Despite his dissatisfaction over the Lowell matter, Tyler pitched well enough to break spring-training camp with Boston. He was originally slated to be sent to the Southern League for seasoning, but the pitching staff was too thin for him to be farmed out. With Rube Waddell toiling in the minors, Tyler was the only big-league pitcher using the overhand crossfire delivery. With last-place clubs behind him, Tyler went 7-10 with a 5.06 earned-run average in 1911 and 12-22 with a 4.18 ERA in 1912, leading the majors in losses during the latter season.
Things started to change for Tyler in 1913. Off the field, he married Lillian McCarthy of Lowell on January 29. He also made Lowell his permanent residence and would reside there for the remaining 40 years of his life. On the field, he led the National League with 28 complete games while lowering his ERA to 2.79 and posting a 16-17 record for new Braves manager George Stallings.
Tyler went 16-13 with a 2.69 ERA during the great 1914 season, putting together a string of 27 consecutive shutout innings during the second-half stretch run. In the final week, his brother Fred was recalled from Jersey City. Many sources erroneously include the Tylers on lists of major-league brother batteries; Lefty’s final regular-season appearance came on October 2, but Fred didn’t make his major-league debut until the following day. To rest catchers Hank Gowdy and Bert Whaling for the World Series, Stallings had Fred Tyler catch both games of three consecutive season-ending doubleheaders, the full extent of his major-league career. Lefty started Game Three of the World Series sweep. He was lifted in the bottom of the tenth inning for a pinch-hitter with his team down 4-3. The Braves tied the game and later won it in the 12th.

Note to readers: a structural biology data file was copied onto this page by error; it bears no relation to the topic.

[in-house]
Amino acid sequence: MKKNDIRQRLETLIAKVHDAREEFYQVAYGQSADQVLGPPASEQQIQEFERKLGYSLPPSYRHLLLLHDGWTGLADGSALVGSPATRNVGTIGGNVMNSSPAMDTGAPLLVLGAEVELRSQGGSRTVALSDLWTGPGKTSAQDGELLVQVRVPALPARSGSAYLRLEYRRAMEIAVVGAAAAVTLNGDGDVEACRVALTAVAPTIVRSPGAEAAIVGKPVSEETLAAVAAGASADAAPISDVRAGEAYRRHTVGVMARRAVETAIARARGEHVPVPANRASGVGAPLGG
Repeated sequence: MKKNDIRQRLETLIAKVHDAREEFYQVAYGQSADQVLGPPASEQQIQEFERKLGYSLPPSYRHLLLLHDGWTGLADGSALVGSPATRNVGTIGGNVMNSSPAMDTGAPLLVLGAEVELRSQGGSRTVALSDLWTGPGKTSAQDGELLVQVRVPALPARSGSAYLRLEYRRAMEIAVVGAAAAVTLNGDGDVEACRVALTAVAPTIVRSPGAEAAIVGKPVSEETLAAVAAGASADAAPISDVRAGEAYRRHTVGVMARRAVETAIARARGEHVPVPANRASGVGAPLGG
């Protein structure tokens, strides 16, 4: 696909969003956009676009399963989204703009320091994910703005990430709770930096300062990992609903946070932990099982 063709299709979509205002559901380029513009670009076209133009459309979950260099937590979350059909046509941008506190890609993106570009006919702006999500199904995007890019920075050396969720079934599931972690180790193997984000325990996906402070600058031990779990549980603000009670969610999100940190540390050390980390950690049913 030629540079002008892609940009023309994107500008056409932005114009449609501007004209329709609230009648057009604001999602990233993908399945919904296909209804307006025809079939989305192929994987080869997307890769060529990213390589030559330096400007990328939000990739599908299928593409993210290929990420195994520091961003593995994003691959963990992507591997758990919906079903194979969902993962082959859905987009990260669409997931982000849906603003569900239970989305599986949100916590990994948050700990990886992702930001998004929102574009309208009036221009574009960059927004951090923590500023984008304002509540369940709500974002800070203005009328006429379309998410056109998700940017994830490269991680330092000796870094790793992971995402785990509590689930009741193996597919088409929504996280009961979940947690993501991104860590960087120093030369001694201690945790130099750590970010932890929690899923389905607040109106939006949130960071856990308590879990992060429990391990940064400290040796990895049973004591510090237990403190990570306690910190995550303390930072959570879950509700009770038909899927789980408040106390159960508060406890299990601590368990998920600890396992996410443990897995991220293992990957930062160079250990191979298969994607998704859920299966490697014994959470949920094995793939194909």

Tyler’s fine 1916 season of 17-9 with a 2.02 ERA and twice as many strikeouts as walks was sandwiched by seasons of finishing just over .500 with near equal walk/strikeout ratios and ERAs at or above the league average. In 1916 he ended the Giants’ record winning streak at 26 when he beat them, 8-3, on September 30.
On January 4, 1918, former Braves coach Fred Mitchell, then managing the Chicago Cubs, acquired Tyler in exchange for second baseman Larry Doyle, catcher Art Wilson, and $15,000. It was a steep price to pay, but Lefty made the trade worthwhile by posting the best season of his career, going 19-8 with a 2.00 ERA. On July 17 he tied the existing National League record by pitching 21 innings to beat the Phillies, 2-1. The war-shortened season likely cost Tyler his only 20-win year, but the Cubs took the pennant.
In the 1918 World Series, Mitchell started only left-handed pitchers (Tyler and Hippo Vaughn each started three games) to keep Babe Ruth out of the Red Sox lineup when he wasn’t pitching. Tyler won Game Two, 3-1, on a complete-game six-hitter, helping himself with a two-run single. He left Game Four for a pinch-hitter with the Cubs down 2-0 in the eighth inning. Chicago tied the game but Boston scored in the bottom of the inning and held on for a win. With the Cubs down three games to two, Tyler lost a 2-1 heartbreaker in the deciding sixth game. Both Boston runs were unearned.